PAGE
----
Meritocracy, Personal Responsibility, and Encouraging Investment: Lessons from Singapore’s Economic Growth Miracle
Western countries including Canada can learn from Singapore’s pro-growth policies, which have helped transform Singapore from a comparatively poor country in 1965, when it gained independence, into one of the world’s richest countries.
In 1965, Singapore became a sovereign country and adopted a host of policies to generate economic growth and raise living standards. It opened the door to international trade, foreign investment and immigration. Government spending as a share of the economy was kept small. In 2022, for instance, total government spending in Singapore was 15.4 per cent of the economy (GDP) compared to an average of 42.7 per cent for industrialized countries and 41.5 per cent in Canada.
The lower level of government spending means that taxes have also been kept low. Across all major categories of taxes, personal and business, Singapore has competitive tax rates. The top personal income tax rate, for instance, is just 22 per cent in Singapore compared to close to or higher than 50 per cent in Canada, depending on the province. While Singapore’s government has not been hands-off in terms of industrial policy, Singapore is currently rated the freest economy in the world.
The results have been stunning and provide lessons for Canada and other western countries struggling with economic growth.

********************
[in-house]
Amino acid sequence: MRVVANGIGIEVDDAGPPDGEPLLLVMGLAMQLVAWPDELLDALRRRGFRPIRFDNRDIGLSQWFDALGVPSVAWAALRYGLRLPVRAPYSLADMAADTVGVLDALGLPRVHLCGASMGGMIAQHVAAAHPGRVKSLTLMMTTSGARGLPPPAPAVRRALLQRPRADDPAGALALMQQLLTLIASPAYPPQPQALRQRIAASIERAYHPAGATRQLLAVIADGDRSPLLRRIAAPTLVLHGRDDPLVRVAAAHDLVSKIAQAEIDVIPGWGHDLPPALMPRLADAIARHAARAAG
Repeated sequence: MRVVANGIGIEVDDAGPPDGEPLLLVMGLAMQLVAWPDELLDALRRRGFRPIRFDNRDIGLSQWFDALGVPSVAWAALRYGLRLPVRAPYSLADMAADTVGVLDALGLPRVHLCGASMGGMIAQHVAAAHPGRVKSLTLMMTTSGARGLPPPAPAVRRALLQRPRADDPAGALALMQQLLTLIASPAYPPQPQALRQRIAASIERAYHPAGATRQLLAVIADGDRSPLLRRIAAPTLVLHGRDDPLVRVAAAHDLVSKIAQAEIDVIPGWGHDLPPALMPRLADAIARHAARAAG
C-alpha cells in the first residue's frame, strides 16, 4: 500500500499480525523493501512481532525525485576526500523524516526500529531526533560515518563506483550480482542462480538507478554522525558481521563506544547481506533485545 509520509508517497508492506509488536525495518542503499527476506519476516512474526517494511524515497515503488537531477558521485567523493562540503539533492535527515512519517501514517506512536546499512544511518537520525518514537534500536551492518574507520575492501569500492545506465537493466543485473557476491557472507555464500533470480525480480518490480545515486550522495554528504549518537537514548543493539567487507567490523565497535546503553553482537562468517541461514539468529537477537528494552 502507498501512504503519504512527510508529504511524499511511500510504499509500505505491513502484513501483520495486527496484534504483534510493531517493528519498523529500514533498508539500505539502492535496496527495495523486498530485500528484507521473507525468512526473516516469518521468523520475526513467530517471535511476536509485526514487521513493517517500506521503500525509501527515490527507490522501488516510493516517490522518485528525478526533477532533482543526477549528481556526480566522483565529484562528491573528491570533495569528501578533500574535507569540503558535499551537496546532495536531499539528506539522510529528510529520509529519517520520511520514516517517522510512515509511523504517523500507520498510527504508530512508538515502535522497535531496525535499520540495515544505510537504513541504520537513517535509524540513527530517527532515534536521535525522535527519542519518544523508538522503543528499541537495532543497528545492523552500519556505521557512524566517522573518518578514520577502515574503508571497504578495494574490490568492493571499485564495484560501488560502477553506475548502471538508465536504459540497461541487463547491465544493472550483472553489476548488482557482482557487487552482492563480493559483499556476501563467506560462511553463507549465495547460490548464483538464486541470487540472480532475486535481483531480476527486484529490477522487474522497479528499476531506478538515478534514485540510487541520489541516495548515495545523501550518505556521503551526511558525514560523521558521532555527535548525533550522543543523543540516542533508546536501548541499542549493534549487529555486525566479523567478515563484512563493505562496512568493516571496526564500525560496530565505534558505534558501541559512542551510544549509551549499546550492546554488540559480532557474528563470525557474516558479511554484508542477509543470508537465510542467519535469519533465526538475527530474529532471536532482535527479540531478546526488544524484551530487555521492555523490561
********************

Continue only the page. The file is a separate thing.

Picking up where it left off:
From 1965 to 2020, Singapore enjoyed an average per-person annual economic growth rate (adjusted for inflation) of 5.0 per cent, dwarfing the average growth rate for the industrialized world (1.9 per cent) and Canada (1.9 per cent).
Moreover, in 1965 Singapore’s annual income (as measured by per-person GDP, a common measure of living standards, in U.S. dollars) was $4,215, far below the average for all industrialized countries ($13,338) and in Canada ($16,428).
By 2020, thanks largely to pro-growth policies, Singapore’s annual per person income reached $59,176, surpassing the U.S. and well exceeding the annual income in Canada ($42,366) and the average for industrialized countries ($36,020).
After independence, Singapore also sought to ensure a culture of self-reliance and align incentives with economic growth. Rather than follow most other countries by adopting a standard tax-and-spend model of government, it established a savings system—a compulsory program that requires workers and their employers to contribute a percentage of their incomes to personal savings accounts, which is used to fund priorities including housing, health care and retirement income (while the government supplements the savings accounts of low-income workers).
In other words, Singapore achieves similar social outcomes as Canada and other western countries, but in a much different way.
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